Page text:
My old XP desktop in my garden observatory finally started chugging so I checked out the price of an upgrade to a newer version of Windows. Doing so, I found this little beauty which is a quad core PC with Win8.1 for a few dollars more than Win8.1 on its own.


Setup was a doddle and the stock SSD had 21GB free after updating Windows. I then installed ASCOM, DSSR, DVS, DFM, DSR, AstroKam, TIS driver, TeamViewer, Cartes du Ciel, AviStack, StarTools, Krita, Sony Vegas, Microsoft ICE, LibreOffice, VirtualDub, 7Zip, DeepSkyStacker, AdBlockPlus, Canon DPP and Utilities, AS2Cull, EQMOD, EQDIRECT and SPC900 drivers. This left the SSD with 14GB free.

It starts from cold in 20 seconds and is very nippy because all programmes are on the SSD. Power consumption is 8W with no camera and 11W with my DMK21 attached. I can afford to leave it running 24/7 which will cost me around $12 a year. There is no fan so it is totally silent which makes it great as a media player. The aluminium case doesn’t even get warm to the touch.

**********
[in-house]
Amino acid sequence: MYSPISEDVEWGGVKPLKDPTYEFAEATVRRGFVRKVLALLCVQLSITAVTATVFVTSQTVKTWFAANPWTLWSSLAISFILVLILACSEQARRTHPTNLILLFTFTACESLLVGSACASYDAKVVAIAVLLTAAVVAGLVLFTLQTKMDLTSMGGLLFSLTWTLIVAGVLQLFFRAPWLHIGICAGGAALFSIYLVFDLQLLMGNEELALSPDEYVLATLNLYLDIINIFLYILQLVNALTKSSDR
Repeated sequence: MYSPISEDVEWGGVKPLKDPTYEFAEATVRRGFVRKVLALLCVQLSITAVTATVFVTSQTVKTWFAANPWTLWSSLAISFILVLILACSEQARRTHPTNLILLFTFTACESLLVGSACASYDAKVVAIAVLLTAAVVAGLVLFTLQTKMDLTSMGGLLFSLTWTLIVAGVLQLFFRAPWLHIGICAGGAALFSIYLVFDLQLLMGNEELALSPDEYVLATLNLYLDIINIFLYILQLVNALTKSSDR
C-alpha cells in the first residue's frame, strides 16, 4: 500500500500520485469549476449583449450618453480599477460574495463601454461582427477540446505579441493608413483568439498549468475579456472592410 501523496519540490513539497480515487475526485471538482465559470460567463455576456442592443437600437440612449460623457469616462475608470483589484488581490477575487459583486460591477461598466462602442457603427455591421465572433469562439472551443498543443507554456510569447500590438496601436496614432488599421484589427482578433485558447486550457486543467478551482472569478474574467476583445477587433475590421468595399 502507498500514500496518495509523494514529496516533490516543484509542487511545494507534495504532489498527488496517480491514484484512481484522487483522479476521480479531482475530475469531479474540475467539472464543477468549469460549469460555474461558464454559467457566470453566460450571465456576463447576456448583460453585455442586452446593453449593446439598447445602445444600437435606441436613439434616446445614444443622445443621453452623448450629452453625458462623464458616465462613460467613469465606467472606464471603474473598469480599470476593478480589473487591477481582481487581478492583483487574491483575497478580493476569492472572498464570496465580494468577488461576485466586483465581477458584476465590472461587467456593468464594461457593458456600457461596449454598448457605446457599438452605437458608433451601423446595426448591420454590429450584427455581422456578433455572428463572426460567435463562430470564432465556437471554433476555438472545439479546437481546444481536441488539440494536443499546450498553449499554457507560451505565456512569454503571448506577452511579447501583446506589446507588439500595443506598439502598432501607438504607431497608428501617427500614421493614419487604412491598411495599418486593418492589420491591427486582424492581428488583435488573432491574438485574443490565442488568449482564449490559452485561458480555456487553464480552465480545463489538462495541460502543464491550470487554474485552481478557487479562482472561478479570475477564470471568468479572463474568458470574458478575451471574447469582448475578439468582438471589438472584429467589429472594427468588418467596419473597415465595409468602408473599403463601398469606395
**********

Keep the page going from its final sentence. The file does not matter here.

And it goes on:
It is roughly 40% as powerful as my 8-core AMD 3.1GHz, 8GB, 64bit W7 desktop PC, based on these comparison processing times:

DeepSkyStacker image stack: Pipo = 34Min, AMD = 15min.

AviStack batch video processing run: Pipo = 36min, AMD = 13min.

However, the Pipo wins hands down on a bang per buck and bang per watt basis.

It runs my HEQ5 Pro and DMK21 under DSSR with no problems which is why I bought it. It can autoguide all day long while constantly capturing video clips with no dropped frames. One thing to note is that you need to be wary of how much power your devices suck from the USB ports. I have to run my DMK21 camera from a front port and a portable HDD capture disk from a rear port. A powered USB hub should solve this problem.